Cholesterol is a type of lipid. It’s a waxy, fat-like substance that your liver produces naturally. It’s vital for the formation of cell membranes, certain hormones, and vitamin D.
Cholesterol doesn’t dissolve in water, so it can’t travel through your blood on its own. To help transport cholesterol, your liver produces lipoproteins. Lipoproteins are particles made from fat and protein. They carry cholesterol and triglycerides (another type of lipid) through your bloodstream. The two major forms of lipoprotein are low-density lipoprotein (LDL) and high-density lipoprotein (HDL).
According to Dr. Gabriel Omonaiye, “If your blood contains too much LDL cholesterol (cholesterol carried by low-density lipoprotein), it’s known as high cholesterol. When left untreated, high cholesterol can lead to many health problems, including heart attack or stroke.”
High cholesterol typically causes no symptoms. That’s why it’s important to get your cholesterol levels checked on a regular basis. You should know what cholesterol levels are recommended for your age.
LDL cholesterol, or “bad cholesterol”
Low-density lipoprotein (LDL) is often called “bad cholesterol.” It carries cholesterol to your arteries. If your levels of LDL cholesterol are too high, it can build up on the walls of your arteries. The buildup is also known as cholesterol plaque. This plaque can narrow your arteries, limit your blood flow, and raise your risk of blood clots. If a blood clot blocks an artery in your heart or brain, it can cause a heart attack or stroke.
HDL cholesterol, or “good cholesterol”
High-density lipoprotein (HDL) is sometimes called “good cholesterol.” It helps return LDL cholesterol to your liver to be removed from your body. This helps prevent cholesterol plaque from building up in your arteries.
When you have healthy levels of HDL cholesterol, it can help lower your risk of blood clots, heart disease, and stroke.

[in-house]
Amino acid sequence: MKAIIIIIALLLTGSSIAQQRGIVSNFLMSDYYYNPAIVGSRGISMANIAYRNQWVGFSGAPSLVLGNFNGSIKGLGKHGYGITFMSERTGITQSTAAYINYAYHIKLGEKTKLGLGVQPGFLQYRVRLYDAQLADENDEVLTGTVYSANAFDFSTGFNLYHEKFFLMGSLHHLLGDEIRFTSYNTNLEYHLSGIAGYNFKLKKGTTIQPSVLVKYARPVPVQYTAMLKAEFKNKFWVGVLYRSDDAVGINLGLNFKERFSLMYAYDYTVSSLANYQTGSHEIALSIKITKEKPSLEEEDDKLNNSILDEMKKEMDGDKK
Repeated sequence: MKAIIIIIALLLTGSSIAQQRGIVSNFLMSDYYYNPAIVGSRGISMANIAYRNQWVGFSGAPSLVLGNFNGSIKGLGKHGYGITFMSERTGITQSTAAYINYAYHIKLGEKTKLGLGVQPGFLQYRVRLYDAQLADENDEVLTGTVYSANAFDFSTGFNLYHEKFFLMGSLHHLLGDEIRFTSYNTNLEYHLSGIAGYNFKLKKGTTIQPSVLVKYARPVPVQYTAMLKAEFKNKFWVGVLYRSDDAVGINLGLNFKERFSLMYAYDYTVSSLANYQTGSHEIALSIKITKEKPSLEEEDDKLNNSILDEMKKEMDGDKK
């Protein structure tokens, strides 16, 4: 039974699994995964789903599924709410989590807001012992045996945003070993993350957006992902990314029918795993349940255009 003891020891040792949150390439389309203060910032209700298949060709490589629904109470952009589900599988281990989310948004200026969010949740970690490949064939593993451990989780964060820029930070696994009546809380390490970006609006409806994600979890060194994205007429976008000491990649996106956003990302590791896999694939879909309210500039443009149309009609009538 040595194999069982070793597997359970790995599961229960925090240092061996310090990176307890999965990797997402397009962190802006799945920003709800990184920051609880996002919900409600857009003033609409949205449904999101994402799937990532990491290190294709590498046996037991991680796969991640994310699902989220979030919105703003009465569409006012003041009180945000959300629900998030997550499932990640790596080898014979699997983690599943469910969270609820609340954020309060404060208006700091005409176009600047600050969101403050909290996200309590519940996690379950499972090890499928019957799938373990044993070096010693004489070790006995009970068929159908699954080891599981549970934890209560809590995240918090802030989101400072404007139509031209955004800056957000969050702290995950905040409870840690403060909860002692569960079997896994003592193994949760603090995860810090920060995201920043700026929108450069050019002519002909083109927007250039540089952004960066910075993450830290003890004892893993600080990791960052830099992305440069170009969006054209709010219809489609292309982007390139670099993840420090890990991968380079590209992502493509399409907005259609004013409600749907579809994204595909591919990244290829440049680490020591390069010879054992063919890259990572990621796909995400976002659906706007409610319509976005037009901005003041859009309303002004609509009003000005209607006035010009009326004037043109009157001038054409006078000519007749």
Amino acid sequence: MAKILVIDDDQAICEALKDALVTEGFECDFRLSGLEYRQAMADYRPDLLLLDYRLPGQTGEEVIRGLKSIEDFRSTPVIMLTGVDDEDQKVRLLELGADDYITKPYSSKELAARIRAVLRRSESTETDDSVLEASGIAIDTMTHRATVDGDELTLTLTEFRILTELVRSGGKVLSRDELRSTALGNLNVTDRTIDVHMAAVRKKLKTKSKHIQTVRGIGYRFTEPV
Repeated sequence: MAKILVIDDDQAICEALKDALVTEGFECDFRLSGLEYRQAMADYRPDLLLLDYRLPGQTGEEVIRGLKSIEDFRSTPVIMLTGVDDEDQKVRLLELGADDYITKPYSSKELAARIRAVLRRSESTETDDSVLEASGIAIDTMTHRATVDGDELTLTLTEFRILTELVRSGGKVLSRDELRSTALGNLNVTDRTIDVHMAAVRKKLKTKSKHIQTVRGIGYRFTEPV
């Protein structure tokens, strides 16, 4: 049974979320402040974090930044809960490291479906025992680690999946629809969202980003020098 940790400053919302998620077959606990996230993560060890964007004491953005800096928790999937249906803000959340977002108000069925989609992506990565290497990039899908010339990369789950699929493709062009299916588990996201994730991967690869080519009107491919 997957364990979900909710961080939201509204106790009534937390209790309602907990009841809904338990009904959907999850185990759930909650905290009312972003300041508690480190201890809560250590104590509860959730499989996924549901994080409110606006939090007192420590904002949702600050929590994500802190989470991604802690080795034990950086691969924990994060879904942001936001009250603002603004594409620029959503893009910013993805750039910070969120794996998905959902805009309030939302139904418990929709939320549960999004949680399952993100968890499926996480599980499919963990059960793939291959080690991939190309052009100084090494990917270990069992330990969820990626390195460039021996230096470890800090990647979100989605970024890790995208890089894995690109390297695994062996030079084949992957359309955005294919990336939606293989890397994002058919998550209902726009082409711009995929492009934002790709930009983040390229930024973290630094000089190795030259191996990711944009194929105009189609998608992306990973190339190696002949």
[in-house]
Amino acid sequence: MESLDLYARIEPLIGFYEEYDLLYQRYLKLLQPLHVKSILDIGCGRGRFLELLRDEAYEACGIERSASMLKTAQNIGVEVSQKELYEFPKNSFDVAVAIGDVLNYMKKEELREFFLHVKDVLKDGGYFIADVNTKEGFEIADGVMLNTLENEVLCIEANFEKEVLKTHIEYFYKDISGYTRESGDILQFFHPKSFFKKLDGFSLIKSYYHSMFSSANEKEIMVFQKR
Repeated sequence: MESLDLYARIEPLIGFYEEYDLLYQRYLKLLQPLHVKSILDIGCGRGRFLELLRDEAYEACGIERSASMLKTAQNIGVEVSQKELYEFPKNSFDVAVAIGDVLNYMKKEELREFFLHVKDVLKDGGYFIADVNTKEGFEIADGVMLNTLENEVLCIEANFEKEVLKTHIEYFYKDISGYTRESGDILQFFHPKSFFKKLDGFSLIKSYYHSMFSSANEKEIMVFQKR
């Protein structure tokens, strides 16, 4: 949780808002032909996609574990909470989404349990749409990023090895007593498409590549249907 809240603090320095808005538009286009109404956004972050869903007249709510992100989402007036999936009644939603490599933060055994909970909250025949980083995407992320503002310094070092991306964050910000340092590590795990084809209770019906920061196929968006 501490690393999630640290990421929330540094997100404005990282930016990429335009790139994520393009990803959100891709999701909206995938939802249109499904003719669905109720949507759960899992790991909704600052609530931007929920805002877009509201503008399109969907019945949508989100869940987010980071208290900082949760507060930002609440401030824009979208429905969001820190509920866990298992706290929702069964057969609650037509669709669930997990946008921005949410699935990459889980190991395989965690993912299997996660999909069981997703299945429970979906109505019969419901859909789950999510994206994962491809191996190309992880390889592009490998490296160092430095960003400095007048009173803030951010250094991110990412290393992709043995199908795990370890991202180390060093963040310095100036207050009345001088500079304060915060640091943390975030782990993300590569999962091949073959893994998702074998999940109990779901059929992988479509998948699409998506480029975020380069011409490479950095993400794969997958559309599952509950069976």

Getting your cholesterol levels checked
If you’re age 20 years or older, it is recommended that you get your cholesterol levels checked at least once every four to six years. If you have a history of high cholesterol or other risk factors for cardiovascular disease, your doctor may encourage you get your cholesterol levels tested more often.
Your doctor can use a lipid panel to measure your total cholesterol level, as well your LDL cholesterol, HDL cholesterol, and triglyceride levels. Your total cholesterol level is the overall amount of cholesterol in your blood. It includes LDL and HDL cholesterol.
If your levels of total cholesterol or LDL cholesterol are too high, your doctor will diagnose you with high cholesterol. High cholesterol is especially dangerous when your LDL levels are too high and your HDL levels are too low.
High cholesterol symptoms
In most cases, high cholesterol is a “silent” problem. It typically doesn’t cause any symptoms. Many people don’t even realize they have high cholesterol until they develop serious complications, such as a heart attack or stroke.
That’s why routine cholesterol screening is important. If you’re age 20 years or older, ask your doctor if you should have routine cholesterol screening.
Causes of high cholesterol
Eating too many foods that are high in cholesterol, saturated fats, and trans fats may increase your risk of developing high cholesterol. Other lifestyle factors can also contribute to high cholesterol. These factors include inactivity and smoking.